A climate change strategy for all of North America could transform how we address a defining issue of our time. The move would be unprecedented, but it is more possible than ever. Heads of state from Canada, Mexico and the United States have the opportunity at this week’s North American Leadership Summit in Ottawa to begin the process by setting out some strong continent-wide actions for combating climate change.
For the first time in recent memory U.S. President Barack Obama, Canadian Prime Minister Justin Trudeau and Mexican President Enrique Peña Nieto are all on the same page on the importance and urgency of climate action.
To help spur action during the summit, six leading research institutions from across the continent have teamed up to create “Proposals for a North American Climate Strategy,” a letter heads of state could use to form the basis of a coordinated climate action plan. The document lays out possible ways in which the U.S., Canada and Mexico can collaborate to take action to deliver economic benefits along with greater resilience for communities. The partner institutions are encouraging leaders to take advantage of this rare window of opportunity and set North America on a path to a strong, low-carbon economy.
WRI, along with our partner organizations and many others, are doing everything we can to encourage these leaders to take advantage of this rare opportunity. We need to set North America on a path to a more sustainable future.
The latest extreme weather reinforces the need for urgent action. It seems like every week temperature records are being broken and that there is a new report about forest fires, droughts, heat waves, dying trees and other threats to places we love and live. 2016 is on course to beat out 2015 as the hottest year since record keeping began in 1880. Across North America and the world, the impacts from climate change are mounting.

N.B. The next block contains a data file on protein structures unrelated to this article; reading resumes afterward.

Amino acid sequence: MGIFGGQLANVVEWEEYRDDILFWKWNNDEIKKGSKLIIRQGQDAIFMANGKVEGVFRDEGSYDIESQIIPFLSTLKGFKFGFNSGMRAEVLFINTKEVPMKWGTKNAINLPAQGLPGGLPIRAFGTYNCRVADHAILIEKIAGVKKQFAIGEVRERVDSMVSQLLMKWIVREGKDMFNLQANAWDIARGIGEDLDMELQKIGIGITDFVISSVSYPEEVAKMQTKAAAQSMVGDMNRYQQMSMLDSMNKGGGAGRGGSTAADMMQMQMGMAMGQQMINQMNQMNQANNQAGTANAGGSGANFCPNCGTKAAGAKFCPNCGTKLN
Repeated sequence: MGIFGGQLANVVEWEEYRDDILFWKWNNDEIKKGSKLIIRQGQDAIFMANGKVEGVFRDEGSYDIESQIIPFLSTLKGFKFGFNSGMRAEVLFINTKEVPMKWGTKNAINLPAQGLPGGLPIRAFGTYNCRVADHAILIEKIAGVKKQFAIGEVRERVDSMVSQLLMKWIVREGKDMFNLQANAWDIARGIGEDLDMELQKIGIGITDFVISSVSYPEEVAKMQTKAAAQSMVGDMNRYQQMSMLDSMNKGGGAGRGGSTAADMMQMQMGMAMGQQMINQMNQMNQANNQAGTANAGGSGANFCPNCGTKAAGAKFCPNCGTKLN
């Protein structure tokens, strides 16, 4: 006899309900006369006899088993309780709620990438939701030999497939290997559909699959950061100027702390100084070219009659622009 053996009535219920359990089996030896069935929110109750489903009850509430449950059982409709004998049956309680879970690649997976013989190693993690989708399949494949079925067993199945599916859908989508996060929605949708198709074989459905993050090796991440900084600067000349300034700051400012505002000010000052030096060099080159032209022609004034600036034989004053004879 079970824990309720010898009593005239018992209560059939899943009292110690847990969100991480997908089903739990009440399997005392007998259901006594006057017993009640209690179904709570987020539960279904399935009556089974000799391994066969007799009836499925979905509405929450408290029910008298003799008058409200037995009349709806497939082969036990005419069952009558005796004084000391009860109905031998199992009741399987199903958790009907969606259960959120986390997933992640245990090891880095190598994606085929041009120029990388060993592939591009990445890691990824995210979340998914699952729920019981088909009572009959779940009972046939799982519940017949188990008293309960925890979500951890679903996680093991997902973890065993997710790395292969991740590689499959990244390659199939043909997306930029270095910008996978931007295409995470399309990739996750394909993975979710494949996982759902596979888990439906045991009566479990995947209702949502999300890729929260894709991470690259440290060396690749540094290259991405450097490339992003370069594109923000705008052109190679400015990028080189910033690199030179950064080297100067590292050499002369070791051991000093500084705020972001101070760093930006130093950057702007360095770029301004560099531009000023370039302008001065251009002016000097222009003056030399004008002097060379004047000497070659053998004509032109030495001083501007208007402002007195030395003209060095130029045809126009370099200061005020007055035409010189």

Countries have taken notice, and are now working on a solution. Since December’s Paris Agreement, countries have turned their attention to meeting domestic climate action goals. By working together, the U.S., Canada and Mexico can take cross-border action to reduce harmful greenhouse gas emissions.
Three key areas to watch:
1. Methane Emissions
This year, the United States and Canada agreed to work to reduce methane emissions. Methane, a potent greenhouse gas, is responsible for as much as one quarter of human made climate change, so reducing methane emission is vital to achieving pollution reduction goals. Leaders from the three nations can set a North American target to reduce methane emissions. This target would build upon the existing pledge from the U.S. and Canada. As natural gas supplants other fossil fuels, regulating methane across the continent is paramount.
2. Renewable Energy
Meeting together, the three leaders have the opportunity to set a continent-wide renewable energy goal. Clean power is a job creator and by shifting away from dirty fossil fuels to carbon-free alternatives, communities can benefit not only through helping to dampen the impacts of climate change, but by avoiding the toxic affects of pollution.
Working across borders to promote clean energy will help accelerate the cost reductions that renewables have already realized in recent years, and make power sources such as wind, solar, and hydroelectric even more cost competitive with fossils. We've already seen important cross-border energy projects but by setting a clear North American renewables target, President Obama, Prime Minister Trudeau and President Peña Nieto can help foster a boom in new clean power.
3. International Leadership
International groups like the European Union were pivotal players during the negotiations with the 195 countries who helped craft the Paris Agreement. By working together, the U.S., Canada and Mexico could also form a powerful bloc in the international community and UN climate change process. Climate change can’t be stopped by one country acting alone, but together we can address the most pressing issue facing the planet.
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